Tag: ground water

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Can Long Island Be Saved? Part I

The numbers are staggering – 500,000 septic tanks on Long Island. An estimated 2000 outfall pipes pouring runoff into our lakes, streams and bays with each rain. 100+ small dams and spillways blocking the way for ocean fish that would otherwise spawn. Clam harvests in the Great South Bay down well over 90 percent. Scallops in Peconic Bay all but wiped out by rust tide. Fish populations a small fraction of what they were not too long ago.

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Suing The Suffolk County Legislature For Diverting $33 Million in Water Protection Funds

It is only legal and proper that these funds be returned so that Suffolk County, including Steven Bellone's office, can focus on the enormous task of dealing with Long Island's water quality issues. With 360,000 septic tanks leeching nitrogenous waste into our ground water, billions will need to be spent on sewering and on modernizing a 19th Century infrastructure. As it stands, our drinking water is threatened, and the polluted ground water is systematically killing all our bays, ponds, and rivers by triggering massive algal blooms. The County cannot ask the public for more money -- a lot more money - on one hand while on the other taking that money out to paper over budget shortfalls. It marks a violation of public trust.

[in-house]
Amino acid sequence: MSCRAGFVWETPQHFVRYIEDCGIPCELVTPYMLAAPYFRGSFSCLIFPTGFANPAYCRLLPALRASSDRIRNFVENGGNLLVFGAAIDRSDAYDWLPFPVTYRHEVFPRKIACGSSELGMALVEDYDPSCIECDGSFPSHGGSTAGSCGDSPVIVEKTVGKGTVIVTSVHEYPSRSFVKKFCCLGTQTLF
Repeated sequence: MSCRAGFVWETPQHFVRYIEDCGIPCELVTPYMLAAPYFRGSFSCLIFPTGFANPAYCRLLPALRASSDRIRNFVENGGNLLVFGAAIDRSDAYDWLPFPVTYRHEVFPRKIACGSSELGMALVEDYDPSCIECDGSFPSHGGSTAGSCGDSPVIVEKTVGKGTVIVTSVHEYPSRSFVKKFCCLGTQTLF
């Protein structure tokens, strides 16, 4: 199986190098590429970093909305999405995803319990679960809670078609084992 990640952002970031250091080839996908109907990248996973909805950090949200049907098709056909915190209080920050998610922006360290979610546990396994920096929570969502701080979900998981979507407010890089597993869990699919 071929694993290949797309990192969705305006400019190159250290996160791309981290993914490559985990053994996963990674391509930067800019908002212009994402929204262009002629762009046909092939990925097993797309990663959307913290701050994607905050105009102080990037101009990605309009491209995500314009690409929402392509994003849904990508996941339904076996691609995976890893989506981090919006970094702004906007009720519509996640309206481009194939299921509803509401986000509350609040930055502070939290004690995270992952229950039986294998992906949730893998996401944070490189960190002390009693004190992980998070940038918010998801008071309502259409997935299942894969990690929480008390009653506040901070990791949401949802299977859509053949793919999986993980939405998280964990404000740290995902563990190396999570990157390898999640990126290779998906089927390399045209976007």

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“Long Island is All Clammed Up” – Is It Too Late For Our Bays?

It is important to remember that many of the land use issues discussed each week have real impacts to the lives of Long Islanders, and failure to heed economic and environmental warning signs can lead to real consequences. If we fail to protect our water system, the consequences will be dire.

In recent weeks, environmentalists, New York State government leaders, News 12 Long Island and others have been working on a public campaign to increase public awareness about Long Island’s drinking and surface waters. Failing to protect the aquifer is costly on a variety of fronts. With the recent call for state intervention, and the return of brown tide on the South Shore, it’s critical that action is taken sooner rather than later.

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